Michael Cohen: The broader questions of water rights for ecosystems or public trust benefits, tends to be a pretty sticky conversation. I think one of the real benefits at the Salton Sea is that even with the dramatic less water flowing into it, even if IID were to become considerably more efficient or use much less water to grow the same amount of crops or keep the same amount of land irrigated, you could still spread out the water that flows into the Salton Sea and generate or try to match the amount of habitat that we saw 15 and 20 years ago. So there’s a way to really optimize the runoff that flows into the Salton Sea and maximize habitat benefits and minimize public health impacts. So there is an opportunity there to use less water to become more efficient and still provide those ecosystem and public health protections.
But there is this broader question, as you’re mentioning, about minimum flows, or to flip that around a little bit, some of the unintended or the third-party impacts of water relocation. So, oftentimes we hear that the solution to problems in the West is simply to look towards the water markets. But the challenge has been, and I think most clearly demonstrated at the Salton Sea, is that there are a lot of unintended consequences and a lot of externalities, these third-party costs, which aren’t directly captured by the agreements, the contracts, between the different water parties. So how do those costs get captured and who pays for that? Whether directly by the water agencies themselves or the taxpayers of California, or in the case of the Salton Sea to date, the people living in the region who are dealing with additional public health impacts? Asthma, missing work days, caring for sick family members. Those kinds of costs have not been captured and in fact are being felt most directly by the people in the region.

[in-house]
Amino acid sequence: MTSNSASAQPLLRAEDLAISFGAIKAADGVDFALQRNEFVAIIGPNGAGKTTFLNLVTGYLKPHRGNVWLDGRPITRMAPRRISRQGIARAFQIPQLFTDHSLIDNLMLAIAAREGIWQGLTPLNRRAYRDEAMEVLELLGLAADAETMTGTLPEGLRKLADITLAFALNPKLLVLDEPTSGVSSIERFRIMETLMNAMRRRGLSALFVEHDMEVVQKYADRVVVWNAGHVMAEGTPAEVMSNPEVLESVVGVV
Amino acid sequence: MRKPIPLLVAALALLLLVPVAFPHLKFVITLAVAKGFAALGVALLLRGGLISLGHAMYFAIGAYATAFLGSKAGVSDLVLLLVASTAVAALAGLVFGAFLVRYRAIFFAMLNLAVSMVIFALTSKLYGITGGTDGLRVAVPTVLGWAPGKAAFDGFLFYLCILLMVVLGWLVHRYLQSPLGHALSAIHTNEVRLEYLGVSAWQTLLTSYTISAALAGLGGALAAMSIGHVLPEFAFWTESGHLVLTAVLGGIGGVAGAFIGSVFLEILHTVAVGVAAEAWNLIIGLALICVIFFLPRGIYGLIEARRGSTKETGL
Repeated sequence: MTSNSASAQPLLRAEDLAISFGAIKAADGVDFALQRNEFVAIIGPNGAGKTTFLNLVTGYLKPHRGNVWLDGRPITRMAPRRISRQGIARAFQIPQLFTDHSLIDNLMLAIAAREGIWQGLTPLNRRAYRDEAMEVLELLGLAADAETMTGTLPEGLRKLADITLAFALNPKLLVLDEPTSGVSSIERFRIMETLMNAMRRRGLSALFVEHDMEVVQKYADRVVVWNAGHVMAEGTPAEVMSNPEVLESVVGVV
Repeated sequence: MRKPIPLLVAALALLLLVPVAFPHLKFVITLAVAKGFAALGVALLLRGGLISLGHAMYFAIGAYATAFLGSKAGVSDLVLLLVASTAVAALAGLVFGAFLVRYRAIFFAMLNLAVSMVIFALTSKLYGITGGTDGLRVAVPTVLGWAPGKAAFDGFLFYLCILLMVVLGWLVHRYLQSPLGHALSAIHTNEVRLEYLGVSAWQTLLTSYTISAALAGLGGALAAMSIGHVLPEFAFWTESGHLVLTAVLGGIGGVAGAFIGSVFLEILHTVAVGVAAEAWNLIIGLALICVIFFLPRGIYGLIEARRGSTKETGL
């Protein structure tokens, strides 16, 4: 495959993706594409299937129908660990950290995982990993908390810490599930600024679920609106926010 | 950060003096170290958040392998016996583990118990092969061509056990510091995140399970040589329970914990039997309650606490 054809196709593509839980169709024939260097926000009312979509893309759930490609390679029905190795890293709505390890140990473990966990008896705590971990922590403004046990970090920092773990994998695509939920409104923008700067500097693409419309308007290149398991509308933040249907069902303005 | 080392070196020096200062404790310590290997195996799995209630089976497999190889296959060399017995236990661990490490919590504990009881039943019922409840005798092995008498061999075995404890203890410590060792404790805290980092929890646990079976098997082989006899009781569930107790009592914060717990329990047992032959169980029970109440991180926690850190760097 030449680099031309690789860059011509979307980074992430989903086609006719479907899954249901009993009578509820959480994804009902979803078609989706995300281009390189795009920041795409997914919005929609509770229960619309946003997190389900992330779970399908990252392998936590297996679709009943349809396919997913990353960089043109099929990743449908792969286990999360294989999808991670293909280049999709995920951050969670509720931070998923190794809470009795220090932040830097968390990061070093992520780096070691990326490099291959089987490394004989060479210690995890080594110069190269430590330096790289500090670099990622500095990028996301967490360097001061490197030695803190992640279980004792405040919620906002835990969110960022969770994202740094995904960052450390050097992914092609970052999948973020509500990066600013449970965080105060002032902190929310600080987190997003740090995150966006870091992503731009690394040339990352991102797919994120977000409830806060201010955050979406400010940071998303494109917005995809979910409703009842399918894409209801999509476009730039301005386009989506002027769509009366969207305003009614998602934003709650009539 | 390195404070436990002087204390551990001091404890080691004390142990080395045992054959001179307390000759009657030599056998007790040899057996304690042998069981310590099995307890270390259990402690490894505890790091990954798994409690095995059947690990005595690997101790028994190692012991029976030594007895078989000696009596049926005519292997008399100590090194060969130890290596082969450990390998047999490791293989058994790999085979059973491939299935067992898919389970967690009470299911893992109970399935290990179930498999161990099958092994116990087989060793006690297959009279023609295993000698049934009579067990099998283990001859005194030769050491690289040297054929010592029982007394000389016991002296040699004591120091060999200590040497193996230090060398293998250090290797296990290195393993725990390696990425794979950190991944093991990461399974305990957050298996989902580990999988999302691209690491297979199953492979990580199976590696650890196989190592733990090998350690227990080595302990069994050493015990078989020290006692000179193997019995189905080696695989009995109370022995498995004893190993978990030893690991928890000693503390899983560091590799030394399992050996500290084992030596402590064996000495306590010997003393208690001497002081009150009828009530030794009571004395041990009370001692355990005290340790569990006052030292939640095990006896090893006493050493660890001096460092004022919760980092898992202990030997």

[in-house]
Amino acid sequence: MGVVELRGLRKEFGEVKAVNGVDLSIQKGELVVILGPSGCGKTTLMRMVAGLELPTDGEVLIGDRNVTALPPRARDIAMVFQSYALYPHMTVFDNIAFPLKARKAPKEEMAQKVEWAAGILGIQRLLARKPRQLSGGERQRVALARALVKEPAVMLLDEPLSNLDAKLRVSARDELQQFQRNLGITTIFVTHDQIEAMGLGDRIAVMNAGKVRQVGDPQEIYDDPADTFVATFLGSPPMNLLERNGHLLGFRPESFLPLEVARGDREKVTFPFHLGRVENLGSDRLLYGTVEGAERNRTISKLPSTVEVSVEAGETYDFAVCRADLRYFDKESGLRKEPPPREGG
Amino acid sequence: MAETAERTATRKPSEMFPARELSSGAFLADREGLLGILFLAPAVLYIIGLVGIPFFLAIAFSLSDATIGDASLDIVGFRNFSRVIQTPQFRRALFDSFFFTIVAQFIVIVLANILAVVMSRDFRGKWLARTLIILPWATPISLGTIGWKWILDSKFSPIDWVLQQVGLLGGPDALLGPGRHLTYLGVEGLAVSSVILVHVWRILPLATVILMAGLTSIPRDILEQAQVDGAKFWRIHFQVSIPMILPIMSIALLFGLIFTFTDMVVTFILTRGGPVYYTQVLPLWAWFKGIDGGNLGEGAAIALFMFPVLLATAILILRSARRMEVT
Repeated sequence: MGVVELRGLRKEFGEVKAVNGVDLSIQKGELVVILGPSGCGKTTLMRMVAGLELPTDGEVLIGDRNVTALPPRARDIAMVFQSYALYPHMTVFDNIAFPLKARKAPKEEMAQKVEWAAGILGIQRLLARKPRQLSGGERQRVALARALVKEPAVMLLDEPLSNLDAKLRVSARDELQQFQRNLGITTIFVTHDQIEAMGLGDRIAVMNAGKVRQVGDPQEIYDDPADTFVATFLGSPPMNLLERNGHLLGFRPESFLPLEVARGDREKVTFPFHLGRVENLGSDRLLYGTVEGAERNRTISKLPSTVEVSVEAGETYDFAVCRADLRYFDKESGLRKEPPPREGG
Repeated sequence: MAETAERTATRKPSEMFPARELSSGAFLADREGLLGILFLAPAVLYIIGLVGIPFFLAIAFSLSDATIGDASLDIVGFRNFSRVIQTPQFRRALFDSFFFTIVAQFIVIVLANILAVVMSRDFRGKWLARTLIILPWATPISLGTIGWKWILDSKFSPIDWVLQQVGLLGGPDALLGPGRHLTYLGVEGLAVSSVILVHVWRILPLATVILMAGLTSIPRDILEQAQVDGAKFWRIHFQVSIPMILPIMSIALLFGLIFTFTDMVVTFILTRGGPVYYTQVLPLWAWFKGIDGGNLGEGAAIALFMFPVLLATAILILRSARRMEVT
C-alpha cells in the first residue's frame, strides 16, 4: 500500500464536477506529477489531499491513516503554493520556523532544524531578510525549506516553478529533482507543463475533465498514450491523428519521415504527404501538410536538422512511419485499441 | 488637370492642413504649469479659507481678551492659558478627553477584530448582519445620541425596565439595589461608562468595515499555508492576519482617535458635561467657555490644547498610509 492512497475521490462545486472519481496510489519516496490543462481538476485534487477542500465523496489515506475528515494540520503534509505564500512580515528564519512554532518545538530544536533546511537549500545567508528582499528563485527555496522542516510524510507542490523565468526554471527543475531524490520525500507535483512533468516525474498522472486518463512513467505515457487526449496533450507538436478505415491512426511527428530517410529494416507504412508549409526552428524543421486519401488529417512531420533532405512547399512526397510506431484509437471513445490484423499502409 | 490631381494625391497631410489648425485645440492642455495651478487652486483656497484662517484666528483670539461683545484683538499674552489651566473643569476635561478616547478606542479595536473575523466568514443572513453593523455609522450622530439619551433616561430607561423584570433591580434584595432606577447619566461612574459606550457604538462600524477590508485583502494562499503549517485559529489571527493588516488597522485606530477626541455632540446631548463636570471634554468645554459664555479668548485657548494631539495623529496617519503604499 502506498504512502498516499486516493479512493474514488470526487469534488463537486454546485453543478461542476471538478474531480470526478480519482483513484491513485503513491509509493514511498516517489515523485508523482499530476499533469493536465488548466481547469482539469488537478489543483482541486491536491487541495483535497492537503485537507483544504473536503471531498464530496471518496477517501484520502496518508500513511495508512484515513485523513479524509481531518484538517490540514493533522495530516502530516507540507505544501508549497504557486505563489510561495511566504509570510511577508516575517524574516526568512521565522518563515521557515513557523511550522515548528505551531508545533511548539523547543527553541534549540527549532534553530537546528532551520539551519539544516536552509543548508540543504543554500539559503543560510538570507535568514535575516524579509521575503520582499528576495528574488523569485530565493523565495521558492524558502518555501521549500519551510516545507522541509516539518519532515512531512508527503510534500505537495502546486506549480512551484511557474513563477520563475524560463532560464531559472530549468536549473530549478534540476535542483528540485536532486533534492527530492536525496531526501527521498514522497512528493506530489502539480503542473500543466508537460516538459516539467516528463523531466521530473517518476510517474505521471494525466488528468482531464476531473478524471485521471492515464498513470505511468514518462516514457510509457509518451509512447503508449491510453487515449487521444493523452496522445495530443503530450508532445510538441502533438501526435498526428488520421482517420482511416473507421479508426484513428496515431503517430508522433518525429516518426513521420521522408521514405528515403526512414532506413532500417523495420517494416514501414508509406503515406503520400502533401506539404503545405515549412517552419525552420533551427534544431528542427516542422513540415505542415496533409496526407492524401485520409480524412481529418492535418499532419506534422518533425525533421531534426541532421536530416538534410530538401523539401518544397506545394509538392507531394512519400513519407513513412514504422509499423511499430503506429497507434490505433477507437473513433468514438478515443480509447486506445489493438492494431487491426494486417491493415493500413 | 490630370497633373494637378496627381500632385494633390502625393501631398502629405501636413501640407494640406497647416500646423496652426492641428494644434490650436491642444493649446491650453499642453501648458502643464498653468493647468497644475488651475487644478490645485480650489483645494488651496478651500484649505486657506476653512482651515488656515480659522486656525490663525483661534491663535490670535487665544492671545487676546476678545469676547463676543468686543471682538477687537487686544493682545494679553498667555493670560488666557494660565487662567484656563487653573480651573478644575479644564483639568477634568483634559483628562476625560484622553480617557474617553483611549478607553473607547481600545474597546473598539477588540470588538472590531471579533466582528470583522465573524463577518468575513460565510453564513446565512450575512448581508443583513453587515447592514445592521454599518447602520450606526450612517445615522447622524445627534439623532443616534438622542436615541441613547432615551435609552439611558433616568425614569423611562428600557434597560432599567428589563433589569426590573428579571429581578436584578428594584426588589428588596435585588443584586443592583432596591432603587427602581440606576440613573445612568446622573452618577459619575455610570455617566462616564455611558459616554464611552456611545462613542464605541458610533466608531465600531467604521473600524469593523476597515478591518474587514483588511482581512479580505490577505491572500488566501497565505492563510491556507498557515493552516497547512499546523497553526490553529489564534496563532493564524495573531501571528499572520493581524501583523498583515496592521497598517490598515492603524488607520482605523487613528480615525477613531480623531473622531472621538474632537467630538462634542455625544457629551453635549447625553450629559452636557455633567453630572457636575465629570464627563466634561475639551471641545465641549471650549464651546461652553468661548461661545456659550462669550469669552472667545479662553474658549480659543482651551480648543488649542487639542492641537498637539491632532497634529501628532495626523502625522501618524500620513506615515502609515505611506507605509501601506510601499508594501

Eileen Wray-McCann: This is very, very complex, and in a world that is increasingly made more uncertain by things like climate change. We know that there are a number of policies and plans that have been proposed. Could you talk a little bit about the State of California’s approach to what might work for the Salton Sea?
Michael Cohen: Sure. So, the State of California about two years ago came out with what they’re calling the 10 year plan, and that involves the construction of some 15 000 acres of habitat and an equivalent amount of dust control projects at the Salton Sea within the next 10 years, by 2028. The dust control projects we know work because the Imperial Irrigation District has been building them for the past several years as a separate but related effort. And those essentially involve, in many ways, stopping the sand that the wind blows across the playa, across the Salton Sea lake bed, from kicking up dust. So by capturing those sand particles, you help reduce the amount of dust produced by this lake bed. And essentially that’s just plowing ground with very deep furrows, which captures those sand particles, so that’s pretty straightforward.